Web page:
The unexpected awesomeness of the whiteboard

I've been around whiteboards for ages. We all have. It's the conference room staple. It's one of those things that is what it is and not much more. I figured the whiteboard had run out of surprises... or so I thought. The last couple weeks I've been sitting down with the whiteboard in my lap to start sketching out ideas and... well, the whiteboard surprised me. While in my lap the whiteboard suddenly became a brand new thing to me. Treating the board like a sketch pad somehow conjures up a "sketch artist" mode in a way that is different form standing up at a wall. There are three basic features of the whiteboard that makes it perfect for initial concept sketches. These features are of the "no duh" variety. But in the context of sketching out ideas, these features take on a new level of importance.

1) All good ideas come at the end of a trail of many trashed ideas. The faster you can trash an idea, the more time you'll spend getting on with the next, bigger, better idea. And when it comes to trashing an idea, nothing erases faster than a whiteboard. It's faster than a pencil eraser, faster than a mouse, It's even faster than crumpling up a piece of paper and throwing it in the trash (then missing the trash cause I suck at the 3 point so, I have to pick the trash up off the floor and drop it in the trash before grabbing a clean sheet of paper). Point is, the whiteboard is an excellent canvas for quick idea iteration.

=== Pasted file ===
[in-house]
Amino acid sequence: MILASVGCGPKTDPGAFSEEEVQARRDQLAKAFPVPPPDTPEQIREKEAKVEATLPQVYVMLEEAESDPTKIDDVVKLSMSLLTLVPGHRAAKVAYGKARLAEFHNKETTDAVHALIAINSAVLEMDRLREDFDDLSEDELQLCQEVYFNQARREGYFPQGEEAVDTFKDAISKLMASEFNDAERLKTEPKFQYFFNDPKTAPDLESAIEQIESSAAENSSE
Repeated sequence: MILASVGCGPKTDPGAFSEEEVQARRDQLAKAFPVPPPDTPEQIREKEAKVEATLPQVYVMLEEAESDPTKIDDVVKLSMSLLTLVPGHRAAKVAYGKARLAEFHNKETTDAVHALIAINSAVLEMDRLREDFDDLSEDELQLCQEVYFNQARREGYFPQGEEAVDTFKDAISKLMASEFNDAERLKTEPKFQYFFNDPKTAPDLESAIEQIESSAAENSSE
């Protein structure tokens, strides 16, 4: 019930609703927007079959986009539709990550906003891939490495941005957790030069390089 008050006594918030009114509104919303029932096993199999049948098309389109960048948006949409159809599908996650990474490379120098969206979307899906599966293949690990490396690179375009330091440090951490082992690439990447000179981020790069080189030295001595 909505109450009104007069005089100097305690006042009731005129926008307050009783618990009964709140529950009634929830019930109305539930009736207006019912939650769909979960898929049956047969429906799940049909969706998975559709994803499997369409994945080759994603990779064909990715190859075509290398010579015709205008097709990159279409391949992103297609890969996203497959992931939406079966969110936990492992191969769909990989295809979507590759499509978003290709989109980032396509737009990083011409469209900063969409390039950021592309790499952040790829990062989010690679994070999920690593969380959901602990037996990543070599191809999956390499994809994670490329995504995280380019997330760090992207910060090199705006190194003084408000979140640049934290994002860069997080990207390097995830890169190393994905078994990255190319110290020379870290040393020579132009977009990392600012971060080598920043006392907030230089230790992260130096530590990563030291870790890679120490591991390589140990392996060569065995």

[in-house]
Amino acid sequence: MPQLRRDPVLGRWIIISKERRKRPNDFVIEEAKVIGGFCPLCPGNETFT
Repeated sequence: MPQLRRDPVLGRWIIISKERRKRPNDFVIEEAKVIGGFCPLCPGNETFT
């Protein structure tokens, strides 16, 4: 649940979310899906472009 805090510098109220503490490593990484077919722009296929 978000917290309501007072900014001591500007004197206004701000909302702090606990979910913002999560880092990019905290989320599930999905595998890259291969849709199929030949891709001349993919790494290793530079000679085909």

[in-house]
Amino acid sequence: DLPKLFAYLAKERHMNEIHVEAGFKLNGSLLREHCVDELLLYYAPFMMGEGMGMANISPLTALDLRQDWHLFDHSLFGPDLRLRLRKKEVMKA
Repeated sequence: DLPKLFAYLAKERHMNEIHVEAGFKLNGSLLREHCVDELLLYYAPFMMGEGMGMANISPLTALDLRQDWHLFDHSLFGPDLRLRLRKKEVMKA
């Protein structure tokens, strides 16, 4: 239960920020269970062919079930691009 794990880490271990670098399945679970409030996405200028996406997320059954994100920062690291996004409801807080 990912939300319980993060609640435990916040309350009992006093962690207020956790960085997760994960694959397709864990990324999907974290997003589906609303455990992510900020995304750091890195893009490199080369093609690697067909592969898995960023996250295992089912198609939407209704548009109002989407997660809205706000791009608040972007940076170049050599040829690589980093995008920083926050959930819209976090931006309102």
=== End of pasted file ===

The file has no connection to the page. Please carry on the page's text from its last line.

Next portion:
2) When starting out on that path to a great idea, you don't want to get hung up on details and specifics. You want to stay big picture, you want broad strokes And the dry erase marker is a broad stroke tool. It's broad, sloppy and it's no good for detail which makes it perfect for staying out of the murky weeds when you should be thinking big.

3) There is a silent agreement between humans and the whiteboard. We humans understand that anything on the whiteboard is temporary. No one expects a Mona Lisa on the whiteboard. It's a constant clean slate waiting to happen. What this means is the pressure is off when you draw on a whiteboard. We hold our selves to a lower executional standard and that kind of frees our brain up a bit to explore. We are less self-critical on a white board and when that self-critical voice goes away, our minds are more open to create.

Sure there have been technological advances in the whiteboard. There are whiteboards that'll print, the back painted glass boards are certainly slick and they even have digital touch-tech whiteboards. But none of these advances do much to improve on the basic awesomeness of a plain old whiteboard you can sit down with to quickly pull those ideas out of the ether.

Categories: Art Design Ideas Process


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